Peter the Great did many things for the country and for the future economy, although at the time the the treasury was broken, decimated by war. But he put the final nail in the coffin of the agricultural worker. Peter made it much worse saying there was no circumstance under which serfs could leave the land. As quoted by Sumner in his book Peter the Great and the Emergence of Russia on page 158, Peter said,”just as the landowner is to be tied to service, the townsman to his trade or handicraft, so the peasant is tied to the land.”
A serf was already low in status. It was considered a punishment to be “reduced” to serfdom.
Peter the Great was somewhat shortsighted with his efforts to make only the non-serfs into an entrepreneurial class. Then how could he have seen in 1700 that in 1835 there would be an industrial revolution leaving behind the estate system? He had a landowning aristocracy who wanted an agricultural culture. But this resulted in no serf conversion to the middle class, which would have benefited everyone in the long run.
Peter the Great wanted increased trade. He advocated for the artisan and merchant. He saw this as the key to wealth in a nation. To a large extent in this he succeeded.
He is remembered as the greatest Tzar because he put Russia on the map of Europe after The Great Northern War. In five years he changed the dress, and introduced social customs of the west and their architecture. He wanted merchants from Europe to be be impressed.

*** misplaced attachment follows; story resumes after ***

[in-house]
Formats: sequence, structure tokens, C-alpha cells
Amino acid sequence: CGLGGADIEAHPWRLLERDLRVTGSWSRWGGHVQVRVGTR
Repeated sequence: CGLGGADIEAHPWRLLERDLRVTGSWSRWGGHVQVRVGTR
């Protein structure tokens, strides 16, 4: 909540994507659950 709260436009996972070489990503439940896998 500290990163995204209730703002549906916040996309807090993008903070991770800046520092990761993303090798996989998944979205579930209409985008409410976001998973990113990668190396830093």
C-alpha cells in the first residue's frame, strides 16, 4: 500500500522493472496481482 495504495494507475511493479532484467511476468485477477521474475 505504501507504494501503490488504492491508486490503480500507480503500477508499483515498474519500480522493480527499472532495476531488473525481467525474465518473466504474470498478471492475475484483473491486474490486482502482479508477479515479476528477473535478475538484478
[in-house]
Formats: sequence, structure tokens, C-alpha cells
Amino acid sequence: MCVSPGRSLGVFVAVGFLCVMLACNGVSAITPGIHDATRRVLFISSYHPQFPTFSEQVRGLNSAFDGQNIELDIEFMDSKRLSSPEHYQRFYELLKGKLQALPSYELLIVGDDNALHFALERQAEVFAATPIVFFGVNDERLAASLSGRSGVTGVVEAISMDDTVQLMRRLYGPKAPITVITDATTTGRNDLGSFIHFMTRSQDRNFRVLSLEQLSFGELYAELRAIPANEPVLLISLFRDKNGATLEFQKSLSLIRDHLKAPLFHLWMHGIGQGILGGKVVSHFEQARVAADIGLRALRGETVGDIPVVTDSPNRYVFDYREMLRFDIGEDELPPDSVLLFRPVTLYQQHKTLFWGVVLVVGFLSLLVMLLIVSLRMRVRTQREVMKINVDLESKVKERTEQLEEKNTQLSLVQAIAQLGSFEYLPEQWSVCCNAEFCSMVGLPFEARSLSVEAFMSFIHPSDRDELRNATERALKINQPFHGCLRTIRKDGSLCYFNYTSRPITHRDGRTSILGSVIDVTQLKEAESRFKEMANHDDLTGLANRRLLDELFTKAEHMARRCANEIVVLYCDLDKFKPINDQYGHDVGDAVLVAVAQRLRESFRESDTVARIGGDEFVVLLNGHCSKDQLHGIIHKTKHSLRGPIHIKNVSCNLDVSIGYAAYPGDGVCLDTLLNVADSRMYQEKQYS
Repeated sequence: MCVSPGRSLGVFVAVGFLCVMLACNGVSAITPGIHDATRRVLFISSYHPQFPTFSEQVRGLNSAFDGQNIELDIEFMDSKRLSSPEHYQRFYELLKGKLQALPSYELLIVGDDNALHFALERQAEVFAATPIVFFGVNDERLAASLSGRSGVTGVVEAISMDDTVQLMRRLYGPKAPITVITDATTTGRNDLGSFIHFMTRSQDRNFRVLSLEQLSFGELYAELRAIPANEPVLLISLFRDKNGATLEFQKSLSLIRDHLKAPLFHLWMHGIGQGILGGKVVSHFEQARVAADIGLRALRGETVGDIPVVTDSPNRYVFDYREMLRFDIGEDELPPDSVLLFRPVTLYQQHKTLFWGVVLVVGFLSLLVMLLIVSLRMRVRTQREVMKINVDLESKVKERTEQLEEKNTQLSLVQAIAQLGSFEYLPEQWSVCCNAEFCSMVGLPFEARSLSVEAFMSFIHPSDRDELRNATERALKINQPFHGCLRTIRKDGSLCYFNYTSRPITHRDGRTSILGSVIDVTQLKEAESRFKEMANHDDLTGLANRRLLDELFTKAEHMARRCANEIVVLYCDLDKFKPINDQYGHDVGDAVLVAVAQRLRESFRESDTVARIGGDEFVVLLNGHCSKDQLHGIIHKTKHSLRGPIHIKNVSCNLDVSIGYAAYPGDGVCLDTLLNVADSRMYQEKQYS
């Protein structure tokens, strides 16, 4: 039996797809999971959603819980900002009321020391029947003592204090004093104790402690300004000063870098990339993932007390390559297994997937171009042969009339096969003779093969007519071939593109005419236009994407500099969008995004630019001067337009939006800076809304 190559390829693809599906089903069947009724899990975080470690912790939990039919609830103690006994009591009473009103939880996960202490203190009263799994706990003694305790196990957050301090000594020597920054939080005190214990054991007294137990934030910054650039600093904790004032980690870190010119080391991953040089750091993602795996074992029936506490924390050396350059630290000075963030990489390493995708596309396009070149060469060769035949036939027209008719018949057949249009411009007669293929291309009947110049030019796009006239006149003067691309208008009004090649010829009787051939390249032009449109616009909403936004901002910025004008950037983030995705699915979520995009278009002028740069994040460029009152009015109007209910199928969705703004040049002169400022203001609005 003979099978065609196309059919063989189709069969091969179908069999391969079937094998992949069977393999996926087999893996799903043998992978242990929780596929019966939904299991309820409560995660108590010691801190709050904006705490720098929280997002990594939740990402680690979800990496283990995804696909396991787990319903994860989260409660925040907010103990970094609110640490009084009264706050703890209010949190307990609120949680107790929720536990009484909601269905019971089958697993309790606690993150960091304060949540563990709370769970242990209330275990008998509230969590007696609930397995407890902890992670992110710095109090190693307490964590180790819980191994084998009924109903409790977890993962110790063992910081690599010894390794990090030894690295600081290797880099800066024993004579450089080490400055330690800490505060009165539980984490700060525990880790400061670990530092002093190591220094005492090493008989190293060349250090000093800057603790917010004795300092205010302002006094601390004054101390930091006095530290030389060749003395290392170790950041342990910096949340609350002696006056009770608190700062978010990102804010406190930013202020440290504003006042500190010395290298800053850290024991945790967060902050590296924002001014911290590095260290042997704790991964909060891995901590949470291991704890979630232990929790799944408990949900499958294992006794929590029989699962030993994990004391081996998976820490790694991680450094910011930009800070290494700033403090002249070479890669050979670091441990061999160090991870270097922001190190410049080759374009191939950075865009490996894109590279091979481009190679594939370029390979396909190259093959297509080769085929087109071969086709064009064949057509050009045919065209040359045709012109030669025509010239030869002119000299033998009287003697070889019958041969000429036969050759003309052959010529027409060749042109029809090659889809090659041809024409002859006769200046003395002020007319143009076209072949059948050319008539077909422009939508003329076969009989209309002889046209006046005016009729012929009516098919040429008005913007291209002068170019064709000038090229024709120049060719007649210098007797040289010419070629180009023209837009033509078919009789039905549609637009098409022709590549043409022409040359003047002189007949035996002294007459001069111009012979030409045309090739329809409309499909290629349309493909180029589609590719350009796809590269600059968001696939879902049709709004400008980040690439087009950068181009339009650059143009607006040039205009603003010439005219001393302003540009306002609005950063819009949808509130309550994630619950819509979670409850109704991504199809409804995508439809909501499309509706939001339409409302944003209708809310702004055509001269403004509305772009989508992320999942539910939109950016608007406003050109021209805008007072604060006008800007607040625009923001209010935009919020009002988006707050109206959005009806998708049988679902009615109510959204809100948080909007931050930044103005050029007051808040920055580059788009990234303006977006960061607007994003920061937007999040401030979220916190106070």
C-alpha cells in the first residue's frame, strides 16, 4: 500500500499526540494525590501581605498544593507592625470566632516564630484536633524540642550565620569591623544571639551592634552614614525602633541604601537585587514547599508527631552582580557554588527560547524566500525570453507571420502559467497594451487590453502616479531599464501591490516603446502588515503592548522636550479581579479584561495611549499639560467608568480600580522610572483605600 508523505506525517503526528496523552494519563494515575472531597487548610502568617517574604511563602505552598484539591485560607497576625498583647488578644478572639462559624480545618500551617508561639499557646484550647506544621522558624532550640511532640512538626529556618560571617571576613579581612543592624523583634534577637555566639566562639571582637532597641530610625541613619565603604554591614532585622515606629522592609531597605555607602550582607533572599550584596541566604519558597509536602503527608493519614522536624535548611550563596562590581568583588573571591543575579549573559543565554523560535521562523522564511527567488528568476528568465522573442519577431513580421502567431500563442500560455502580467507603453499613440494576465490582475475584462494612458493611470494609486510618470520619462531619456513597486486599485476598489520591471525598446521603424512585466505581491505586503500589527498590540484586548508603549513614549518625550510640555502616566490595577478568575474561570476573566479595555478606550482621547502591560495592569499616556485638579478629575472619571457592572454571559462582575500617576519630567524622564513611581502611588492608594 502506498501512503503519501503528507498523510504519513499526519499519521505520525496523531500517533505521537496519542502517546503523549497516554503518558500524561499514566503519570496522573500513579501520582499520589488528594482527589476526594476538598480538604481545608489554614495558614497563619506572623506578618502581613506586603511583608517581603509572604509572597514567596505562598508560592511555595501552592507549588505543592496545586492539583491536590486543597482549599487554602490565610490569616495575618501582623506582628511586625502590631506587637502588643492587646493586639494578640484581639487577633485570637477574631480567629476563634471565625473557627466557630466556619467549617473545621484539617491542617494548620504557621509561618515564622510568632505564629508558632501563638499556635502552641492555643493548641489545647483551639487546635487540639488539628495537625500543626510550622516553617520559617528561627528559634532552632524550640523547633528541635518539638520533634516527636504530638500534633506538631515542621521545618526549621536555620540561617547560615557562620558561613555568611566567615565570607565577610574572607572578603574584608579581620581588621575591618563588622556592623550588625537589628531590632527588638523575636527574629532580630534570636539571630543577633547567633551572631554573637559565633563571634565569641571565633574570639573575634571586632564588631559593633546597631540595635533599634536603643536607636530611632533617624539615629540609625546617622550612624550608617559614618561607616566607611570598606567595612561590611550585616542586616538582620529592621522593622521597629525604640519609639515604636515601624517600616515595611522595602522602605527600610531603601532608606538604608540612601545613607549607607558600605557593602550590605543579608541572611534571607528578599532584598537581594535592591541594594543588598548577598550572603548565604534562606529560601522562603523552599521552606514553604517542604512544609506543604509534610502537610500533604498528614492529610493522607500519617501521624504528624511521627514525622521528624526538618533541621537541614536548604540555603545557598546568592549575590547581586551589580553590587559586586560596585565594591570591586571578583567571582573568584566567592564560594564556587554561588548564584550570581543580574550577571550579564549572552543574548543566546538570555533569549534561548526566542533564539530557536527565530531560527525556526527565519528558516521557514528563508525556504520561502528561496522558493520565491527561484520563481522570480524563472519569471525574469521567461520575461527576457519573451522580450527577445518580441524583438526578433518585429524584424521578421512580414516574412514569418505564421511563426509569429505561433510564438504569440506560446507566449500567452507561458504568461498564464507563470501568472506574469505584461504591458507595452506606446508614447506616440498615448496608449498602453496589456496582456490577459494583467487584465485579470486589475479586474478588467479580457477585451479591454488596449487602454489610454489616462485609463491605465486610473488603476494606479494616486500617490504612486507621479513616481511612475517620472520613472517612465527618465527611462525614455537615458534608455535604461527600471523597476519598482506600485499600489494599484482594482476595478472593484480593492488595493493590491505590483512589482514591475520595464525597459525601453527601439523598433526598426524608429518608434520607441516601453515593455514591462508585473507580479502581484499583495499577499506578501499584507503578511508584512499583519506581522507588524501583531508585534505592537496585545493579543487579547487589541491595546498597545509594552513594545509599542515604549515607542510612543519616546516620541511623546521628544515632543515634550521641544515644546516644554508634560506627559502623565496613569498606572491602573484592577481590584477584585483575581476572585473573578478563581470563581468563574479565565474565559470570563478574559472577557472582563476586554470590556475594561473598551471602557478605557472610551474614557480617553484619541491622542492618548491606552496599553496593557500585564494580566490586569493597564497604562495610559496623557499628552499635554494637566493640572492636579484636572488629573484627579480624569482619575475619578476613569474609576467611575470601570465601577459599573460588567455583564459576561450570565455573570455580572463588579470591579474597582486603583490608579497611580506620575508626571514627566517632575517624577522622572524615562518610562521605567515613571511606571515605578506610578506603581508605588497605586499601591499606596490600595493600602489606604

Peter also promoted competent commoners because they could create the trade and industrial base needed to compete. He created a navy, a Capitol and ‘liberated” Russian women. Everyone agrees he remade Russia.
Russia which had been so isolated became accepted as a participant in every European war from the 18th century to the present. They fought with Britain in the War of the Austrian Alliance, with France and against Britain in the Seven Years War. They defeated the French to continue British trade, and were allies of both France and Britain in World War II, pivotal in turning the tide after the defeat of Germany at Stalingrad.
Russia and the US traditionally have been allies. Trade benefited them both. They twice refused the invitation of England to help them in the Revolution. Russia sent ships to guard American vessels if war broke out between France and England in the Civil War. They sold Alaska to the United States, their partner in trade, after losing the Crimean War fearing that Britain would seize the land.
Serfdom ended officially in 1861 a century and a half later, by order of Tzar Alexander. For the first time in more than 200 years serfs could marry as they chose, sue, own land, vote and enter a profession. But the Tzar let the aristocrats write the terms of the liberation ukase, which Peter would never do, and they were unjust and detrimental to the country. By then there had been an industrial revolution yet conditions were created to keep Russian peasants on the land through debt.
The peasants became share croppers and had to pay a huge amount to the land owner for the worst land on the estate. This debt was passed along to the next generation. Consequently the liberation was a colossal failure leading to a revolution. The Russian people were not able to afford a good life despite their hard work.
The rest of Europe was changing and they were not. The Russians had an autocratic system with no safety valve for protest. So after 50 years the people simply killed the rich who maintained the system and Communism was born. The social order was turned upside down. This was not well received by the rich or the powerful in other countries. The US sent 5000 soldiers to Siberia in support of the white army.
In part these were the unintended effect of the laws of Peter the Great. His changes were for the non-serf population. These opened the door for the Communist Revolution and Stalin. Russia became important after Peter but a large part of Russia was silenced and they rose like a colossus.